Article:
Driver's licence exchange in Switzerland : A Smooth Transition

Updated 2009-08-17 14:05

Swiss efficiency never ceases to amaze me, and the ease with which I was able to exchange my U.S. driver's license for a Swiss one is just another example of this phenomenon. I must warn, though, that the process may vary greatly from canton to canton. For example, in cantons with a higher population of foreigners, the process may take longer, including several visits to the

Strassenverkehrsamt. I have had acquaintances in the blogoshere, however, tell me that in their French speaking cantons the process took just one in-and-out visit to the Office des véhicules.

Please note that because I happen to be a U.S. citizens the process is a simple exchange (of sorts), and I am exempt from any written or behind-the-wheel examinations (just so long as the exchange happens within one year of arriving in Switzerland). This is also true for the following countries: EU/EFTA countries, Australia, Israel, Japan, Canada, Korea (Republic), Croatia, Morocco, Monaco, New Zealand, San Marino, Singapore, and Tunisia.

For all other countries, I am afraid the process is much more painstaking.

Here is a quick checklist of what I needed to complete and bring with me to the Department of Motor Vehicles (Strassenverkehrsamt):

  • Application form (Gesuchsformular)

  • Original foreign driver's license (Ausländischer Führerausweis)

  • Alien card, such as a B-permit (Ausländerausweis)

  • One recent passport photo in color (35 x 45 mm)

  • Eye Test (Sehtest)

  • Optional - Record of Driver's License History

1. The first important item to complete, of course, is your application. These forms are available at your Gemeinde or you can download them from the cantonal website. Most foreigners in the German speaking part of Switzerland live in Zürich, so I have included a link to that form below.

If you live in canton Zurich, you can visit this page and click on the form that states "Gesuch um Umtausch eines ausländischen Führerausweises."

If you live in canton St. Gallen, like me, visit this page, scroll down to the section titled "Verkehrszulassung Führer," and download the form "Gesuch um Umtausch eines ausländischen Führerausweises."

As you can see, for both cantons the forms have the same title. Also, I noticed the body of both forms look almost exactly the same, so I imagine the forms for other cantons will look similar. For all other cantons, visit this page to find your DMV and click around until you find the following terms:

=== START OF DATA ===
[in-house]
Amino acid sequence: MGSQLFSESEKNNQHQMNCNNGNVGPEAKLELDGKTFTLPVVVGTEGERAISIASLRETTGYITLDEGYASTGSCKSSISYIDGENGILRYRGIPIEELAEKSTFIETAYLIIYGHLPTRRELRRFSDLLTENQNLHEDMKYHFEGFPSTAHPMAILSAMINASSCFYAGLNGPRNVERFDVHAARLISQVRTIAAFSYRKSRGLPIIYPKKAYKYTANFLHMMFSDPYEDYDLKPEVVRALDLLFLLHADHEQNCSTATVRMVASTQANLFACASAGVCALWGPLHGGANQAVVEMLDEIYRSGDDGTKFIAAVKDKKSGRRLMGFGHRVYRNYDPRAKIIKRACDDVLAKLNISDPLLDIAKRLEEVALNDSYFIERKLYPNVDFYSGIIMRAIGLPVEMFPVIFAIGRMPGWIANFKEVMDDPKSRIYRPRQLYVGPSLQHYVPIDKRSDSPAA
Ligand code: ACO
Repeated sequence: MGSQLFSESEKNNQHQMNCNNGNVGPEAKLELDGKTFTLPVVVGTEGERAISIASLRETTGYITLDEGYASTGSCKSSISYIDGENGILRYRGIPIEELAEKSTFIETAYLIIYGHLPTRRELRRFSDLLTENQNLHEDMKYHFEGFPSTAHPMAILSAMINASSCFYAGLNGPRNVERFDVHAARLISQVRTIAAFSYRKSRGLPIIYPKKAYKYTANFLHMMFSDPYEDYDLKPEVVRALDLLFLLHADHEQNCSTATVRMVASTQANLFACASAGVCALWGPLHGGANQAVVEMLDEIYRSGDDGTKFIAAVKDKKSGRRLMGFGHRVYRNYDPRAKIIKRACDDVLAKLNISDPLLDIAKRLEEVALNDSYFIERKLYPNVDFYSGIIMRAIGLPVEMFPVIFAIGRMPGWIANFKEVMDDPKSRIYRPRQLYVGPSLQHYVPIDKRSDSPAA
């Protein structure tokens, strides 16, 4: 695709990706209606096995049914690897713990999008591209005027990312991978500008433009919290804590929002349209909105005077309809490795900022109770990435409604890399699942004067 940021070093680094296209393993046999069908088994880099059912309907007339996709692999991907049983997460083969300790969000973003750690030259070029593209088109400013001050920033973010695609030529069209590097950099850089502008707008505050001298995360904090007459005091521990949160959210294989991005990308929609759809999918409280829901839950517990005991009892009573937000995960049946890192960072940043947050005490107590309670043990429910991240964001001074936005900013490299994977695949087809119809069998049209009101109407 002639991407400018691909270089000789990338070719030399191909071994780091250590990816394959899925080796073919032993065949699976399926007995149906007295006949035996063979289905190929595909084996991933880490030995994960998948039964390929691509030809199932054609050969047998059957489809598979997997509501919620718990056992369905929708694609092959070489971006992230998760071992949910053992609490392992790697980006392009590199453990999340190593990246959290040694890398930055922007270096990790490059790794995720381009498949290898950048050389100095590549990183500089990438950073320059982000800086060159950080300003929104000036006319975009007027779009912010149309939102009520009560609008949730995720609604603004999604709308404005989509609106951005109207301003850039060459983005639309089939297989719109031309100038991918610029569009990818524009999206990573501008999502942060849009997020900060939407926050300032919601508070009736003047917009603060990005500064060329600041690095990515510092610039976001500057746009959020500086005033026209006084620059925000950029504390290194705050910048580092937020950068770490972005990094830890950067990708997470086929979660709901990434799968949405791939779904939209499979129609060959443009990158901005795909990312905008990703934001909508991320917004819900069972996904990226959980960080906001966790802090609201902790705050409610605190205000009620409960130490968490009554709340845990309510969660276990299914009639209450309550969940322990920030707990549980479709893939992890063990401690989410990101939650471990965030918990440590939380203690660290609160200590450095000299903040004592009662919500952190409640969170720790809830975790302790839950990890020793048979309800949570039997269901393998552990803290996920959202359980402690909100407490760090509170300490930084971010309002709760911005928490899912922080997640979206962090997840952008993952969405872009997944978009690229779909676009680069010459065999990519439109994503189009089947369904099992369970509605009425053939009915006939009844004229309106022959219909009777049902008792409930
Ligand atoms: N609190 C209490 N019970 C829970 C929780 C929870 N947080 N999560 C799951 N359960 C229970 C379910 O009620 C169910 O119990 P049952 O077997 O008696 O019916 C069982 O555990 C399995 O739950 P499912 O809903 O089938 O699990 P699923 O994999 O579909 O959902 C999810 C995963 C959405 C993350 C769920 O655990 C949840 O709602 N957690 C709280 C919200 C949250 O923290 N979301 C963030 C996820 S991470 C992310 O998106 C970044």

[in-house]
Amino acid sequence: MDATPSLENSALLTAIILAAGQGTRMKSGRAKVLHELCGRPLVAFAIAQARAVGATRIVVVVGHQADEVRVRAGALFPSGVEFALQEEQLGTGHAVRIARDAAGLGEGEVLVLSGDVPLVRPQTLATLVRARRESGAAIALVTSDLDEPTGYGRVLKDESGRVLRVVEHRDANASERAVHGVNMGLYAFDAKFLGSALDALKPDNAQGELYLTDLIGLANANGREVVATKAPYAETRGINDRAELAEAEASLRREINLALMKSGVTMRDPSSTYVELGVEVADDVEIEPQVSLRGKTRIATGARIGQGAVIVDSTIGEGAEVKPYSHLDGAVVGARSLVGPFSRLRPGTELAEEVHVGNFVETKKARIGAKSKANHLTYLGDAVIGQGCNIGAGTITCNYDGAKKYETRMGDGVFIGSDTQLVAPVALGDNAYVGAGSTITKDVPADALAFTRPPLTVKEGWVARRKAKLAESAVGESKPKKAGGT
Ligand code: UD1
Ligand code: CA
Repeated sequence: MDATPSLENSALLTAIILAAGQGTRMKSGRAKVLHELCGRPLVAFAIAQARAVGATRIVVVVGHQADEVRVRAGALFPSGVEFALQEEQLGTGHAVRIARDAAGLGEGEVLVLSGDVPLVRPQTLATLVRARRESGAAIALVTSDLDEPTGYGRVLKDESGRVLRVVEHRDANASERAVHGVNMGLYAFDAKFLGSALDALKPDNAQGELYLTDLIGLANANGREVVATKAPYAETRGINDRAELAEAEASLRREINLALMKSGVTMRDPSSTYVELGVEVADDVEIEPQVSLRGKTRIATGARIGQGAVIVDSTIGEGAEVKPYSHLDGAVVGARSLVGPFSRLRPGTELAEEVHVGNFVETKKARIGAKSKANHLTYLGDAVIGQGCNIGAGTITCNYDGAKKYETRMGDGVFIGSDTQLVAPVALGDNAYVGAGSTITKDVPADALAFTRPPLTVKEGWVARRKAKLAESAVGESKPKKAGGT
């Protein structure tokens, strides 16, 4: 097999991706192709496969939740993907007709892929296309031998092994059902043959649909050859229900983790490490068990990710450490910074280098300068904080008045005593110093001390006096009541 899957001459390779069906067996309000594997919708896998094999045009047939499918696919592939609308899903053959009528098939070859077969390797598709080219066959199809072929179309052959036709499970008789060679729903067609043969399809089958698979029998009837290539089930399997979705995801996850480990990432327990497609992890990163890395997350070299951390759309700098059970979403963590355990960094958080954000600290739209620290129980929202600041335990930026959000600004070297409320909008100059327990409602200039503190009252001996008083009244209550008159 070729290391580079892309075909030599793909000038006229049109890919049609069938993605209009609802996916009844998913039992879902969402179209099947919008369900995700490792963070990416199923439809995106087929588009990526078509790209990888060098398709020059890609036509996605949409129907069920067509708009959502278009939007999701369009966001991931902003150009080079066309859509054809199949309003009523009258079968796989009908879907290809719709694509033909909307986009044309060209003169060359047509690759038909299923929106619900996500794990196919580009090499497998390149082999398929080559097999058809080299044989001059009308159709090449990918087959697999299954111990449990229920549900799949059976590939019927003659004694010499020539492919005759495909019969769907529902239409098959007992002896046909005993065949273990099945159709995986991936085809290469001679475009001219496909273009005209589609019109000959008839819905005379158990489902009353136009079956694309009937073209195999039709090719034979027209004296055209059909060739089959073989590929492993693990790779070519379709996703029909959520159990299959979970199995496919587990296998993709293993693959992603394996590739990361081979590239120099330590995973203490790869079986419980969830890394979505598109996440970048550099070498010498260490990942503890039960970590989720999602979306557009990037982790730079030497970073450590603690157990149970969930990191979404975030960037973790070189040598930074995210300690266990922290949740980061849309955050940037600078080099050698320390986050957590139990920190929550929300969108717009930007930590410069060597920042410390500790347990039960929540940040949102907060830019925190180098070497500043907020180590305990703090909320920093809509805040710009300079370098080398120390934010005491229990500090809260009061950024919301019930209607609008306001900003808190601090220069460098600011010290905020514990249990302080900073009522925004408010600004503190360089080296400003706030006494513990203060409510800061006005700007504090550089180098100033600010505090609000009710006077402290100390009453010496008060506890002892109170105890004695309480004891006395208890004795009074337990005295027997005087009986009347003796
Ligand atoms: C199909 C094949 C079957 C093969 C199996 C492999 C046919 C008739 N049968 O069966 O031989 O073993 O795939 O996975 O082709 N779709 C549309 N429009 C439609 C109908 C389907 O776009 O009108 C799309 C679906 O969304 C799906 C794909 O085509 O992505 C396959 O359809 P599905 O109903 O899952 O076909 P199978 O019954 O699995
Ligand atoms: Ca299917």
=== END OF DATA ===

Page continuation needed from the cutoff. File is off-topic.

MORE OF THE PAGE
Umschreibung ausländischer Führerausweise - I have no exact translation for this, but it's the section on the DMV site that leads you to information about the exchange
Forumulare = forms
Gesuch = application
Umtausch = exchange or replacement
ausl./ausländisch- = foreign
Führerausweis = driver's license

2. For my passport photo, I visited one of those ubiquitous "Pronto Phot" booths at a nearby shopping center and paid Chf 8 for four photos. The default choice is color photographs, but make sure you don't choose black and white because the DMV does require a color photo.

3. As for the eye test, I went to a nearby "Visilab." The exam costs approximately Chf 10-20, depending on the eyeglass shop you visit. Be sure to bring with you the application form you downloaded and printed because the eye examiner will make notes directly on that form and complete the transaction with an official stamp.

4. Next, because I had renewed my California driver's license only within the last two years, and I heard from at least two sources that you must prove you have been a licensed driver for at least three years, I made sure to pick up a copy of my driver's license history from the California DMV. If you can get these before your move to CH, the better.

5. Finally, I stopped by the DMV to submit all of my documents. Some Gemeinden conveniently accept the forms, which saves you a trip to the DMV, so it's worth finding out. You can also send the forms by post, but I feel more comfortable doing these things in person.

At the DMV information desk, a clerk collected my application and photo, made a copy of my B-permit, kept my original driver's license*, and told me to go home and wait. Wait I did, and just two weeks later I received my new AND old licenses in the mail. I was quite worried the administration would be dissatisfied that I didn't provide German translations of my English documents (especially the copy of my driver's license history), but apparently there were no problems with that!

One last note: One week after receiving my Swiss driver's license, I received a bill for the exchange: Chf 100. (Chf 85.00 in Zürich)

*I highly recommended you avoid driving outside of Switzerland while you wait for your new Swiss license to arrive. My husband and I learned the hard way. Just one week after turning in our applications and California licenses, we drove to Munich to visit friends for the weekend. As we were on our way back to Switzerland on Sunday evening, we were pulled over by the German authorities, complete with blue flashing sirens! Five police officers proceeded to step out of a van and interrogate us. Of course, they wanted to see our driver's licenses After some explaining (and pleading), they let us go Phew! Although we didn't receive a fine for driving without a license, I would not recommend such an experience to my worst enemy.

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